Ewan, who’d led the charge through the gate, slid from his horse a few feet from Caelen, sword in hand. Alaric rode up a moment later and did the same until Caelen was flanked by his brothers.

“How bad is it?” Ewan yelled as he looked at the blood running down his brother’s side.

“I’ll survive.”

The brothers cut a vicious path through Cameron warriors. They fought with determination, their attack fueled by rage and an overwhelming desire for revenge.

“Where’s Rionna?” Alaric shouted when they reached the middle of the courtyard.

Caelen glanced around before ducking a blow from an advancing warrior. “I know not. I lost sight of her when you came through the gates.”

“Your wife has lost her mind,” Ewan said as he cut through another soldier. “She has to be the most daft, infuriating, brave lass I’ve ever had the occasion to meet.”

“Aye, she is all that,” Caelen agreed. “And she’s mine.”

Alaric grinned then pivoted and delivered a death blow, his sword coming away bright with blood. “You’re a most fortunate man, Caelen. Clearly your wife is too stubborn to let you die.”

“Where is Cameron?” Ewan shouted in frustration. “I’ll not let that bastard escape me yet again.”

“Rionna thrust a torch in his face. I’ve not seen him since she freed me.”

They quieted as they greeted another onslaught of attacks. They came from every angle and it took all of Caelen’s skill and concentration to block the agonizing pain and focus on the matter at hand.

His concern wasn’t for Duncan Cameron. He searched for Rionna. He feared for her more than he’d feared anything else in his life.

“They’re running!” Hugh McDonald shouted. “Close in! Close in! Don’t let them escape!”

The courtyard was littered with bodies, and what was once a pristine covering of snow was now bathed in scarlet. The blood shone in the sun, stark against the white, and the acrid smell rose and scattered with the wind.

The ranks had thinned enough that Caelen could see more than a few paces and he frantically searched for sign of his wife. When he saw her, his blood froze in his veins.

She was battling her father, and the man fought wildly, with no discipline of a seasoned warrior. He fought like a man who knew he was going to die.

Her back was to Caelen, and she fought valiantly, holding off the frantic blows with her sword, but each forward attack backed her up and her strength was waning.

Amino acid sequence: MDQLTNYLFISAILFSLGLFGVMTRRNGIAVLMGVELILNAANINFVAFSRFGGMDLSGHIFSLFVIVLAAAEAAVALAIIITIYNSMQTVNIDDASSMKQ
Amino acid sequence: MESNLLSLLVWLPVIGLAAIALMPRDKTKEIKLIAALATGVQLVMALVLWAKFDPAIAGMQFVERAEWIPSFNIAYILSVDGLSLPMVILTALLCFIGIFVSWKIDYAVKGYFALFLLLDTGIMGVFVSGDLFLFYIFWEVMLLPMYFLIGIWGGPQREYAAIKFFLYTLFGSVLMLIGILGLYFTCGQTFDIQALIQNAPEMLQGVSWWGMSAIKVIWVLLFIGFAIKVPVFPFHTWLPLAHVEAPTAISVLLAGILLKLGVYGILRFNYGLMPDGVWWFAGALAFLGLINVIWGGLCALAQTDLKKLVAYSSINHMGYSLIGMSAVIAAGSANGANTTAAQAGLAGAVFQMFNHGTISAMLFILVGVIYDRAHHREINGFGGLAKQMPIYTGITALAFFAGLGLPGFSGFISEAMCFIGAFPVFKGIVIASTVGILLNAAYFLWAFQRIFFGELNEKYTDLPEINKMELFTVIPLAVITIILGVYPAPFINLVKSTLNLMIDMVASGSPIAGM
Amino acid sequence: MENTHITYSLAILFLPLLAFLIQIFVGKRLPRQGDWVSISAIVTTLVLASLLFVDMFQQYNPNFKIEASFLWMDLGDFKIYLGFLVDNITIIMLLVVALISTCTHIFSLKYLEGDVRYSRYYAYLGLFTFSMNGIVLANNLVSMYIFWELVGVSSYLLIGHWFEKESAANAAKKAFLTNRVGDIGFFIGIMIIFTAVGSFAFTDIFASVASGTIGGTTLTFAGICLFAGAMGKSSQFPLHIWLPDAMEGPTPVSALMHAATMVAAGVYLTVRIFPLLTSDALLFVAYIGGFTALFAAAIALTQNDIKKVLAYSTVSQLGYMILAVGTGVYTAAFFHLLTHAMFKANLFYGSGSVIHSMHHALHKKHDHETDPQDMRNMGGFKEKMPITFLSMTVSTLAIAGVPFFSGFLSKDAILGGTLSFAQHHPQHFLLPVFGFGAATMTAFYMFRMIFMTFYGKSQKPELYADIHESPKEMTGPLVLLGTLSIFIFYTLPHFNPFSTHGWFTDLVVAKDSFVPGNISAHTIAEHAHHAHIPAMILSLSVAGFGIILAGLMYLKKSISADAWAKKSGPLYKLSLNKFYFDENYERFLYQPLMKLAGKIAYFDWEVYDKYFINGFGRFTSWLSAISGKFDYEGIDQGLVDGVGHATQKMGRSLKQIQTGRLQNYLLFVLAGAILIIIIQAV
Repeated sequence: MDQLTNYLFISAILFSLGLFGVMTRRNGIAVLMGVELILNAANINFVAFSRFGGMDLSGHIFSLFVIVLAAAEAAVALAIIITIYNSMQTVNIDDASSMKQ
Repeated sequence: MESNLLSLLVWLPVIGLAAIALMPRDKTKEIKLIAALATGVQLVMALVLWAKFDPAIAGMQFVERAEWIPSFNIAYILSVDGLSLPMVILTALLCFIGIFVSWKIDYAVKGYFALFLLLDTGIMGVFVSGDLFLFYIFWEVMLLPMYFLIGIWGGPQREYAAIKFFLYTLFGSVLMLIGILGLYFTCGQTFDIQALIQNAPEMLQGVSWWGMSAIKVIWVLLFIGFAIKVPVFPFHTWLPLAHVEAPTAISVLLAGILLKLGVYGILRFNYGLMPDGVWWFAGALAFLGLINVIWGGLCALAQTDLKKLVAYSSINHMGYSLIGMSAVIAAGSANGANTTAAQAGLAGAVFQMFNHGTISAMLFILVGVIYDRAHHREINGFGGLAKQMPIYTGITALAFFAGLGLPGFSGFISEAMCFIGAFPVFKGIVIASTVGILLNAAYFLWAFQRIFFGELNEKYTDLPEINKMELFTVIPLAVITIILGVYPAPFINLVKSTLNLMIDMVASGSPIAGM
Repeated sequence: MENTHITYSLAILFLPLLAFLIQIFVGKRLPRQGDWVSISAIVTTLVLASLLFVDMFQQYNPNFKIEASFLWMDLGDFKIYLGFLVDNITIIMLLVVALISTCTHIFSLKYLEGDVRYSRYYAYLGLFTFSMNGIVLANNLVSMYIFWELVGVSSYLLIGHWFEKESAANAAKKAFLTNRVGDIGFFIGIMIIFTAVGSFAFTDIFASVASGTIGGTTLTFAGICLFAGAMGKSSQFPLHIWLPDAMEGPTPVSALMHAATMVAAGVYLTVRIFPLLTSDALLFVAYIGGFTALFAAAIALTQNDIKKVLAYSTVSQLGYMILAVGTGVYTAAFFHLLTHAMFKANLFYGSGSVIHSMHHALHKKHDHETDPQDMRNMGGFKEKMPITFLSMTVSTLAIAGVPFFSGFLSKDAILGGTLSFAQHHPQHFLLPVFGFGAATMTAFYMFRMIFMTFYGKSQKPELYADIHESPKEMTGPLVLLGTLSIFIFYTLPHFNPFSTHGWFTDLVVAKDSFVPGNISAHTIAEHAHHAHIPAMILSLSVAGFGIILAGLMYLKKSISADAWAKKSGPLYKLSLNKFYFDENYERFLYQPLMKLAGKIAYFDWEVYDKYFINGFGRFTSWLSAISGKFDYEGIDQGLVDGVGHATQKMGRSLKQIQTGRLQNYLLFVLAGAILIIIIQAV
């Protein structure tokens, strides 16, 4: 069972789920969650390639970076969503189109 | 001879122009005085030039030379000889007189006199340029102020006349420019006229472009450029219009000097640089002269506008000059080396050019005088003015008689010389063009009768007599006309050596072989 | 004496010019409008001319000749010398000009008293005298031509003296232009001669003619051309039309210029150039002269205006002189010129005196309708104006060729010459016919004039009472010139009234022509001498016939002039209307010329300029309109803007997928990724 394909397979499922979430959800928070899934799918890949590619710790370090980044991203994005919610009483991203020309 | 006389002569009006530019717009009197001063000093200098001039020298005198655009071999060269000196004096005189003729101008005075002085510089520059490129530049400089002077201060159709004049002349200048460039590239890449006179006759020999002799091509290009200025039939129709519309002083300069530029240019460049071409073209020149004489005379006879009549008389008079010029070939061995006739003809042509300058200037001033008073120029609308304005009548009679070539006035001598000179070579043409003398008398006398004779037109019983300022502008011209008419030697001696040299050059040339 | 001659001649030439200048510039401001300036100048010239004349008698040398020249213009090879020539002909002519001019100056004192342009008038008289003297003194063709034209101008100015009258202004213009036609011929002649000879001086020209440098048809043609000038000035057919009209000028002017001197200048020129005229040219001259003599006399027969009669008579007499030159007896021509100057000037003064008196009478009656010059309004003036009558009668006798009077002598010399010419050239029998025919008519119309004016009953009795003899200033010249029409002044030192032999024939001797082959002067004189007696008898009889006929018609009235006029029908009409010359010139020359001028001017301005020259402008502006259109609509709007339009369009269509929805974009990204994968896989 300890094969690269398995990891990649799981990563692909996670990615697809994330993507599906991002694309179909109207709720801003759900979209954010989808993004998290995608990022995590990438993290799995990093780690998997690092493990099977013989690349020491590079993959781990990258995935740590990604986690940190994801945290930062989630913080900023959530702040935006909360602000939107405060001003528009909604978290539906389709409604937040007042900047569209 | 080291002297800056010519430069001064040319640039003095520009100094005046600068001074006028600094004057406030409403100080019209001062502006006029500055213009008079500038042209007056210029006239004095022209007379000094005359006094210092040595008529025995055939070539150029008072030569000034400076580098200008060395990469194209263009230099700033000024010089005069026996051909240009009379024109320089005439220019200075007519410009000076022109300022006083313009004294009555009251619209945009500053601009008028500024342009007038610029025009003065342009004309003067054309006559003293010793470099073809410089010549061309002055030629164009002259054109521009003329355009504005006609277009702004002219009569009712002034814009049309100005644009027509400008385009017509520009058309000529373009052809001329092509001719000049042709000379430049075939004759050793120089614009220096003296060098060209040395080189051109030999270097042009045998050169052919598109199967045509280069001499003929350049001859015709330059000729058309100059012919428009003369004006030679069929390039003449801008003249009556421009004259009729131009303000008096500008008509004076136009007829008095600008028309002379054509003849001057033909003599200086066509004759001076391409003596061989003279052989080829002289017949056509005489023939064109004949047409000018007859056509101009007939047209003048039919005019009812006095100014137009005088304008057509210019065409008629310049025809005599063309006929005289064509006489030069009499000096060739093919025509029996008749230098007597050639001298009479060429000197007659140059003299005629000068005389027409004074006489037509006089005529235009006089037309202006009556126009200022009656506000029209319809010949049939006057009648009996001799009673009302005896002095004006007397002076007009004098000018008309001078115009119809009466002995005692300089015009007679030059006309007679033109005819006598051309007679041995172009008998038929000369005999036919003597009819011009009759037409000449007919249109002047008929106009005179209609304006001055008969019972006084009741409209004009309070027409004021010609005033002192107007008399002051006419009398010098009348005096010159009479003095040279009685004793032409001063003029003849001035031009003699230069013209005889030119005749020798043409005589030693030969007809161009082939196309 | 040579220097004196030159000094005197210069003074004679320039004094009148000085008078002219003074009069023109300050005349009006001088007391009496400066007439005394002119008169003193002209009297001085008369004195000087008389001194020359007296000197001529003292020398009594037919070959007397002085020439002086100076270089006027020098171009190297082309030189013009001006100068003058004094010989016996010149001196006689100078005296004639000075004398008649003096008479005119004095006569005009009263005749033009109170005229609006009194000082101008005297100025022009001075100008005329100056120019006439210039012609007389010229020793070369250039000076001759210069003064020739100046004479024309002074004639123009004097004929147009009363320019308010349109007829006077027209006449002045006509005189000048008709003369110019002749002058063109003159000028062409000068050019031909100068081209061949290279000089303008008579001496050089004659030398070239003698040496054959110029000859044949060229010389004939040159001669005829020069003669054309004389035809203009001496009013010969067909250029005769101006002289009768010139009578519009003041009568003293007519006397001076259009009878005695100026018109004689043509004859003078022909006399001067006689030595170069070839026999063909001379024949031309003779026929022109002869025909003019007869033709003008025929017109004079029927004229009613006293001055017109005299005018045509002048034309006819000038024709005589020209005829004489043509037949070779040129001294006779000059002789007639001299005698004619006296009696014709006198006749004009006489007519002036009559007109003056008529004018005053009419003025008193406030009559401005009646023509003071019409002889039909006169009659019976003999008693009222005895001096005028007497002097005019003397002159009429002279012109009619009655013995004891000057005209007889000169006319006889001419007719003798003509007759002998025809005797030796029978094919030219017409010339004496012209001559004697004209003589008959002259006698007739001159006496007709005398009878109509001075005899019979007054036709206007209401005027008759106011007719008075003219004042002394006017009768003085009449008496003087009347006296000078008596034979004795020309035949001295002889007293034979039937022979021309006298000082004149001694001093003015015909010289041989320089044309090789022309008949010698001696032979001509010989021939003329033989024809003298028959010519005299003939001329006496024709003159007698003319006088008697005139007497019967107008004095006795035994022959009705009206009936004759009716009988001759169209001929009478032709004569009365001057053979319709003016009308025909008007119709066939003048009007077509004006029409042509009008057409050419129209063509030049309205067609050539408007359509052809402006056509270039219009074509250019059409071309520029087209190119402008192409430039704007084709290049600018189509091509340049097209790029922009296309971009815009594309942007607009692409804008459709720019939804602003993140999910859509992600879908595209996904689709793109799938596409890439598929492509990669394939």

Caelen broke into a run, ignoring his own pain and overwhelming exhaustion. He was halfway across the courtyard when he caught sight of Duncan Cameron.

Typical of the coward he was, he’d positioned himself behind a wall of his men, but now most had fallen and he was vulnerable to attack.

The left side of his face was blistered and smeared with blood from the burn Rionna had inflicted on him. He had a sword in one hand and a dagger in the other.

Before Caelen realized what he was doing, Cameron took aim and hurled the dagger in Rionna’s direction.

“Nay!” Caelen roared.

But it was too late. Cameron’s aim was true and the dagger struck Rionna just inside her right shoulder blade. She staggered, deflected a blow delivered by her father, and then went down on one knee.

Gregor raised his sword again to deliver the killing blow when an arrow struck him in the chest. Caelen never turned to see who’d let the arrow fly. His focus was solely on Rionna.

Rage like he’d never known gave him the strength of a hundred men. He roared Cameron’s name and launched himself at the man who’d felled Rionna.

The two men met with a clash of swords, the sound of metal ringing throughout the courtyard. Caelen fought like a man possessed. He could taste Cameron’s blood. He wanted to bathe in it right after he carved the bastard’s heart from his chest.

But Cameron also fought like a man who knew he was marked for death. Much of the arrogance that Cameron wore like a cloak had disappeared. It was as if for the first time he sensed his own mortality and was desperate to survive.

Weakened by fever and blood loss and the ferocity of the battle thus far, Caelen stumbled back under the force of Cameron’s attack. He dug in his heels and met Cameron’s sword with his own, the impact jarring his shoulders.